There could be a specific acceleration mechanism that avoids the pile up of particles. Here, we assume that the particles are accelerated in a timescale shorter than their cooling time, and then radiate and cool down to the required γcool. Upon reaching γcool, they are reaccelerated back to high energies. This process avoids the pile up of particles. As an illustrative example, consider some acceleration centres throughout the source. These accelerate particles over a very short timescale. Immediately after being accelerated, the particles leave the centre and travel (more or less in random directions) and cool. After some time, they arrive at another acceleration centre, where they are reaccelerated. The minimum energy of the particles corresponds to the mean particle travel time from one acceleration centre to another. In our case, as the (comoving) cooling time is of the order of 10−5 s (see Eq. (7)), the average distance among the acceleration centres must be βctcool ∼ 3 × 105 cm. One interesting possibility has been proposed by Sironi et al. (2016) who studied a scenario of magnetic reconnection in blobs that are accelerated within the jet by magnetic tension and can then further accelerate particles. However, in this case we again require that the spectrum is produced by the same particles that are re-used many times.

4.3. Mini-jets

Here we assume an emitting region that is at a large distance from the central engine, but is split into many mini-jets, and we are observing only one of them (e.g. Yamazaki et al. 2004; Zhang & Zhang 2014; Burgess et al. 2020, see also Giannios et al. 2009 for mini jets in blazars).

If the mini-jet is small enough, its emission could vary over a timescale compatible with what is commonly observed (10−3 − 0.1 s). On the other hand, if this occurs then the emitting region is compact and its radiation energy density is large because all the synchrotron radiation has to be emitted in a small volume. This implies a dominating Self-Compton emission, which would inevitably imply very fast cooling of particles of all energies. This problem could be alleviated assuming that the mini-jets are emitting regions moving with a Lorentz factor = 1−10 as measured in the comoving frame of the outflow, itself moving with Γ with respect to the observer. This case is equivalent to mini-jets moving with a total (see e.g. Burgess et al. 2020). If mini-jets occupy a large fraction of the emitting volume, then there is no difference with the case of a unique jet moving at Γmini − jet. If instead they occupy a small fraction of the available volume, they could explain fast variability, but the carried energy would be a small fraction of the total. Therefore, the efficiency (i.e. the ratio between the radiated and the total jet kinetic energy) would be smaller than what is usually assumed.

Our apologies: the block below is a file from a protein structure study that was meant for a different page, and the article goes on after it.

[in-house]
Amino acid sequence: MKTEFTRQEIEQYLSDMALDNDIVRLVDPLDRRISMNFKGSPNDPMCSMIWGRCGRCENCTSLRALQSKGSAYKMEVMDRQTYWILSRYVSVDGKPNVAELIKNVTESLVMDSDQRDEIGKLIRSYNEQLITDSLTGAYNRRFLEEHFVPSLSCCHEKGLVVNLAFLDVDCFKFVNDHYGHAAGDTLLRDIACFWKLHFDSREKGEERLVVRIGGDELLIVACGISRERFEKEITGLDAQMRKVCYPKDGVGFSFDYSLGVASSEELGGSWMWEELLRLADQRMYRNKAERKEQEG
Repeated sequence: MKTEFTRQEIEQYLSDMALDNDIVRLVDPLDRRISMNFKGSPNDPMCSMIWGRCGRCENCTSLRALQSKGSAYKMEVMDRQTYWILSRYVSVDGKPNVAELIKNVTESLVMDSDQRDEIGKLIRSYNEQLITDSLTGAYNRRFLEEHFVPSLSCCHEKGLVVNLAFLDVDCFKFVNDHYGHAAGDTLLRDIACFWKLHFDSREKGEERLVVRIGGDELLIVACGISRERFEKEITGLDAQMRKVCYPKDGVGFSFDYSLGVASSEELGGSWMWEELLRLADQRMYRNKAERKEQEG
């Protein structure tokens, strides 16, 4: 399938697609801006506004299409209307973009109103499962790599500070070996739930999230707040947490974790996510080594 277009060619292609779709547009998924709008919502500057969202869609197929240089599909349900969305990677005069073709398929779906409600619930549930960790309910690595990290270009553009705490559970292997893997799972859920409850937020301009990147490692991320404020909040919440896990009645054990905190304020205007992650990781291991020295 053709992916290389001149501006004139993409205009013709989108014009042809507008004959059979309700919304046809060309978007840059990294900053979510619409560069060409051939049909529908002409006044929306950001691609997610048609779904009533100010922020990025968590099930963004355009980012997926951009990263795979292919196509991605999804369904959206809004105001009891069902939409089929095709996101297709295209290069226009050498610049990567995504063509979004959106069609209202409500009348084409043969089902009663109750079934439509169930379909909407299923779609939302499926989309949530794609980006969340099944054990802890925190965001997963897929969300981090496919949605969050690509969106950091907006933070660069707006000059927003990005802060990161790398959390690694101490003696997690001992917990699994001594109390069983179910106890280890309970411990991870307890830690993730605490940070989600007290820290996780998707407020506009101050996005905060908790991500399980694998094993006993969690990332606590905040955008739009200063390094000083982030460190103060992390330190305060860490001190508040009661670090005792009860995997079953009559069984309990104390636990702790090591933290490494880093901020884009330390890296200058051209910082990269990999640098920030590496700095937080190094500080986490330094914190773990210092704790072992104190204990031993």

4.4. Break due to inverse Compton in Klein–Nishina regime

The hard low-energy spectrum of GRB emission could be due to the effects of inverse Compton scatterings occurring in the Klein–Nishina regime (Rees 1967) as suggested by Derishev et al. (2001), Nakar et al. (2009), and Daigne et al. (2011). These models are based on the idea that the inverse-Compton process is dominant in cooling the intermediate-energy electrons responsible for the low-energy X-rays before νpeak. Electrons in this energy range cool at a rate γa, with a <  2, hardening their energy distribution with respect to scatterings in the Thomson regime. Electrons at higher energies, which are responsible for the emission above νpeak, cool only by synchrotron at a rate ∝γ2.

These models work in a limited range of physical parameters because the inverse-Compton cooling is required to be reduced, but nevertheless important, before νpeak, and negligible above. Even when this constraint is satisfied, the typical obtained spectral indices are Fν ∝ ν0 (see e.g. Fig. 2 of Daigne et al. 2011). Harder spectra can be obtained if the adiabatic cooling is important, and they approach Fν ∝ ν1/3 very rarely (see e.g. Fig. 4 of Daigne et al. 2011). In general, in this model, the inverse Compton flux must be important, while it is instead limited by the existing observations.

5. Proton–synchrotron

A possible solution to the problem of incomplete cooling of the emitting particles is to assume that what we see is synchrotron radiation produced by protons, not by leptons (see Gupta & Zhang 2007 for a discussion of lepton and hadronic models for the high-energy prompt emission in GRBs and Aharonian 2002 for the a proton–synchrotron model applied to blazars). Protons are accelerated efficiently in shocks, and should receive most of the shock energy, that is, more than the leptons. The typical synchrotron frequency emitted by protons is as follows, in the comoving frame:

(16)

The total power emitted for a tangled magnetic field and an isotropic distribution of pitch angles is:

(17)

The synchrotron cooling time (in the observer frame) is:

(18)

Comparing with the electron synchrotron cooling timescale of Eq. (7) we have values close to one second, as observed. Having an observed cooling timescale of approximately one second for particles emitting at the observed frequency of 100 keV then requires:

  • (A)

    emitting electrons: a weakly magnetised (B′∼1 G, to avoid extremely fast synchrotron cooling) and very large (R ≳ 1016 cm, to avoid overly fast self-Compton cooling) emitting region; or

  • (B)

    emitting protons: a standard magnetic field and emitting region size, namely B′∼106 G and R ∼ 1013 cm.

5.1. Maximum frequency in proton–synchrotron